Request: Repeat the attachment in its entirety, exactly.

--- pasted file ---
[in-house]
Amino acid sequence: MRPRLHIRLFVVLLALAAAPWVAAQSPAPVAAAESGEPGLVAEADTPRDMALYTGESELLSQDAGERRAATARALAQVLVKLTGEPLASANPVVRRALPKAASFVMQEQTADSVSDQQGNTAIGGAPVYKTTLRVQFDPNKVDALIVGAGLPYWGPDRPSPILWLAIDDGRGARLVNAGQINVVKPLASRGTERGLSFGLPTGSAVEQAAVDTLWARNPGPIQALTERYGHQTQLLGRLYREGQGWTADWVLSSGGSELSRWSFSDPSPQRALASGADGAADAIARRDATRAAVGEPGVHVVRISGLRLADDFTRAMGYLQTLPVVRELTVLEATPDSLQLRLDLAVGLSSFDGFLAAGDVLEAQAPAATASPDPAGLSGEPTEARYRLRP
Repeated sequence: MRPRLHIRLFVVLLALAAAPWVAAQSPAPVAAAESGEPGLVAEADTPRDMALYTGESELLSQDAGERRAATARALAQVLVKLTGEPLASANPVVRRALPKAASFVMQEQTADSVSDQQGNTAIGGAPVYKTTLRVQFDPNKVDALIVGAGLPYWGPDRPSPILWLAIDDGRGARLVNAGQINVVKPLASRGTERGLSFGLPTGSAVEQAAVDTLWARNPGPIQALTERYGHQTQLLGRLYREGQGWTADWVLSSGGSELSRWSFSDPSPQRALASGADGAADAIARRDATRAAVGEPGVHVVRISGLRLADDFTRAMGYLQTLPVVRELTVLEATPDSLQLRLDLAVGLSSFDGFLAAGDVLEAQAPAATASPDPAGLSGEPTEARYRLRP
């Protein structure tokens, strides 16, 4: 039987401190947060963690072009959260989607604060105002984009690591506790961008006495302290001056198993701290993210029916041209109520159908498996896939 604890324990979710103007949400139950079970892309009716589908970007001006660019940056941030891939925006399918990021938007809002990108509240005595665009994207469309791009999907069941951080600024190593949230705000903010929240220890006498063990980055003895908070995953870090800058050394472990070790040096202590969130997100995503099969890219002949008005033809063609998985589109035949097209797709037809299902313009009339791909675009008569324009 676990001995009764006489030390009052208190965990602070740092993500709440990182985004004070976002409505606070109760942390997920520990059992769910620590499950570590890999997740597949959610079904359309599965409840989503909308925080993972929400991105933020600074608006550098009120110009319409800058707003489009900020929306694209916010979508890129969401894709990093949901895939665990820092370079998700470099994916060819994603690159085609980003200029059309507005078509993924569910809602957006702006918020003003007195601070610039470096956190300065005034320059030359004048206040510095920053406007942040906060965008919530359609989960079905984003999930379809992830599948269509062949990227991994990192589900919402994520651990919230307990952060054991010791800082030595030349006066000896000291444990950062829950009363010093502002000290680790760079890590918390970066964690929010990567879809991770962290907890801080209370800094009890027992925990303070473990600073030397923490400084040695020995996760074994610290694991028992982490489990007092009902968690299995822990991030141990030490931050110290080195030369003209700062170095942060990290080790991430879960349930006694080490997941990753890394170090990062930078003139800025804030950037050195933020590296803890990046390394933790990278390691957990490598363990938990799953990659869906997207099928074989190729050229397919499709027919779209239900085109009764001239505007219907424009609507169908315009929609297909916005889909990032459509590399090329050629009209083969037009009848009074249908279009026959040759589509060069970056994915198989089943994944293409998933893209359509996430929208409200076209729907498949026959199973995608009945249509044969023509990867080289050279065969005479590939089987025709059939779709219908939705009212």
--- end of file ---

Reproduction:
[in-house]
Amino acid sequence: MRPRLHIRLFVVLLALAAAPWVAAQSPAPVAAAESGEPGLVAEADTPRDMALYTGESELLSQDAGERRAATARALAQVLVKLTGEPLASANPVVRRALPKAASFVMQEQTADSVSDQQGNTAIGGAPVYKTTLRVQFDPNKVDALIVGAGLPYWGPDRPSPILWLAIDDGRGARLVNAGQINVVKPLASRGTERGLSFGLPTGSAVEQAAVDTLWARNPGPIQALTERYGHQTQLLGRLYREGQGWTADWVLSSGGSELSRWSFSDPSPQRALASGADGAADAIARRDATRAAVGEPGVHVVRISGLRLADDFTRAMGYLQTLPVVRELTVLEATPDSLQLRLDLAVGLSSFDGFLAAGDVLEAQAPAATASPDPAGLSGEPTEARYRLRP
Repeated sequence: MRPRLHIRLFVVLLALAAAPWVAAQSPAPVAAAESGEPGLVAEADTPRDMALYTGESELLSQDAGERRAATARALAQVLVKLTGEPLASANPVVRRALPKAASFVMQEQTADSVSDQQGNTAIGGAPVYKTTLRVQFDPNKVDALIVGAGLPYWGPDRPSPILWLAIDDGRGARLVNAGQINVVKPLASRGTERGLSFGLPTGSAVEQAAVDTLWARNPGPIQALTERYGHQTQLLGRLYREGQGWTADWVLSSGGSELSRWSFSDPSPQRALASGADGAADAIARRDATRAAVGEPGVHVVRISGLRLADDFTRAMGYLQTLPVVRELTVLEATPDSLQLRLDLAVGLSSFDGFLAAGDVLEAQAPAATASPDPAGLSGEPTEARYRLRP
């Protein structure tokens, strides 16, 4: 039987401190947060963690072009959260989607604060105002984009690591506790961008006495302290001056198993701290993210029916041209109520159908498996896939 604890324990979710103007949400139950079970892309009716589908970007001006660019940056941030891939925006399918990021938007809002990108509240005595665009994207469309791009999907069941951080600024190593949230705000903010929240220890006498063990980055003895908070995953870090800058050394472990070790040096202590969130997100995503099969890219002949008005033809063609998985589109035949097209797709037809299902313009009339791909675009008569324009 676990001995009764006489030390009052208190965990602070740092993500709440990182985004004070976002409505606070109760942390997920520990059992769910620590499950570590890999997740597949959610079904359309599965409840989503909308925080993972929400991105933020600074608006550098009120110009319409800058707003489009900020929306694209916010979508890129969401894709990093949901895939665990820092370079998700470099994916060819994603690159085609980003200029059309507005078509993924569910809602957006702006918020003003007195601070610039470096956190300065005034320059030359004048206040510095920053406007942040906060965008919530359609989960079905984003999930379809992830599948269509062949990227991994990192589900919402994520651990919230307990952060054991010791800082030595030349006066000896000291444990950062829950009363010093502002000290680790760079890590918390970066964690929010990567879809991770962290907890801080209370800094009890027992925990303070473990600073030397923490400084040695020995996760074994610290694991028992982490489990007092009902968690299995822990991030141990030490931050110290080195030369003209700062170095942060990290080790991430879960349930006694080490997941990753890394170090990062930078003139800025804030950037050195933020590296803890990046390394933790990278390691957990490598363990938990799953990659869906997207099928074989190729050229397919499709027919779209239900085109009764001239505007219907424009609507169908315009929609297909916005889909990032459509590399090329050629009209083969037009009848009074249908279009026959040759589509060069970056994915198989089943994944293409998933893209359509996430929208409200076209729907498949026959199973995608009945249509044969023509990867080289050279065969005479590939089987025709059939779709219908939705009212």